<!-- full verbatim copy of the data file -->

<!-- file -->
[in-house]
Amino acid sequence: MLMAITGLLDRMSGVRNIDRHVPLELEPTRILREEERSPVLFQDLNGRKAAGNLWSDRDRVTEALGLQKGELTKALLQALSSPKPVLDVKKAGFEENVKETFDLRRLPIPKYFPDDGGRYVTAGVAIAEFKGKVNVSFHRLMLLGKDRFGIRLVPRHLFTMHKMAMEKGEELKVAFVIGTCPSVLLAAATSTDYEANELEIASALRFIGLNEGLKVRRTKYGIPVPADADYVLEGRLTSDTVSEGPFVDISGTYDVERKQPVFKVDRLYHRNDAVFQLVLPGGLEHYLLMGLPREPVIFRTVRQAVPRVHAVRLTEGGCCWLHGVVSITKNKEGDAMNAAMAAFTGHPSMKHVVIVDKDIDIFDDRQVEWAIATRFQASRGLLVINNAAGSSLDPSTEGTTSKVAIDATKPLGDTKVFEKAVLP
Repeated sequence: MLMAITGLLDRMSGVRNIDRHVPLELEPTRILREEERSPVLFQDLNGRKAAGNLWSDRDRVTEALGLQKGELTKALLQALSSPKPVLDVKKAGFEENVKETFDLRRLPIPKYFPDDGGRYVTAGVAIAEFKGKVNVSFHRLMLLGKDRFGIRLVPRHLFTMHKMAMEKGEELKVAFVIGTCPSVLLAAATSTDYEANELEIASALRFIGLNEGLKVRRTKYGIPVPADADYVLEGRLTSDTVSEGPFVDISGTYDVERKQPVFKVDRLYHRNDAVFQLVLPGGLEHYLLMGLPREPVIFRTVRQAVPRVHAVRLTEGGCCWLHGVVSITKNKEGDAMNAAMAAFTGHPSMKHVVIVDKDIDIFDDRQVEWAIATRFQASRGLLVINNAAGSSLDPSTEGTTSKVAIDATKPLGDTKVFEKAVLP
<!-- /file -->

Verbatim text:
[in-house]
Amino acid sequence: MLMAITGLLDRMSGVRNIDRHVPLELEPTRILREEERSPVLFQDLNGRKAAGNLWSDRDRVTEALGLQKGELTKALLQALSSPKPVLDVKKAGFEENVKETFDLRRLPIPKYFPDDGGRYVTAGVAIAEFKGKVNVSFHRLMLLGKDRFGIRLVPRHLFTMHKMAMEKGEELKVAFVIGTCPSVLLAAATSTDYEANELEIASALRFIGLNEGLKVRRTKYGIPVPADADYVLEGRLTSDTVSEGPFVDISGTYDVERKQPVFKVDRLYHRNDAVFQLVLPGGLEHYLLMGLPREPVIFRTVRQAVPRVHAVRLTEGGCCWLHGVVSITKNKEGDAMNAAMAAFTGHPSMKHVVIVDKDIDIFDDRQVEWAIATRFQASRGLLVINNAAGSSLDPSTEGTTSKVAIDATKPLGDTKVFEKAVLP
Repeated sequence: MLMAITGLLDRMSGVRNIDRHVPLELEPTRILREEERSPVLFQDLNGRKAAGNLWSDRDRVTEALGLQKGELTKALLQALSSPKPVLDVKKAGFEENVKETFDLRRLPIPKYFPDDGGRYVTAGVAIAEFKGKVNVSFHRLMLLGKDRFGIRLVPRHLFTMHKMAMEKGEELKVAFVIGTCPSVLLAAATSTDYEANELEIASALRFIGLNEGLKVRRTKYGIPVPADADYVLEGRLTSDTVSEGPFVDISGTYDVERKQPVFKVDRLYHRNDAVFQLVLPGGLEHYLLMGLPREPVIFRTVRQAVPRVHAVRLTEGGCCWLHGVVSITKNKEGDAMNAAMAAFTGHPSMKHVVIVDKDIDIFDDRQVEWAIATRFQASRGLLVINNAAGSSLDPSTEGTTSKVAIDATKPLGDTKVFEKAVLP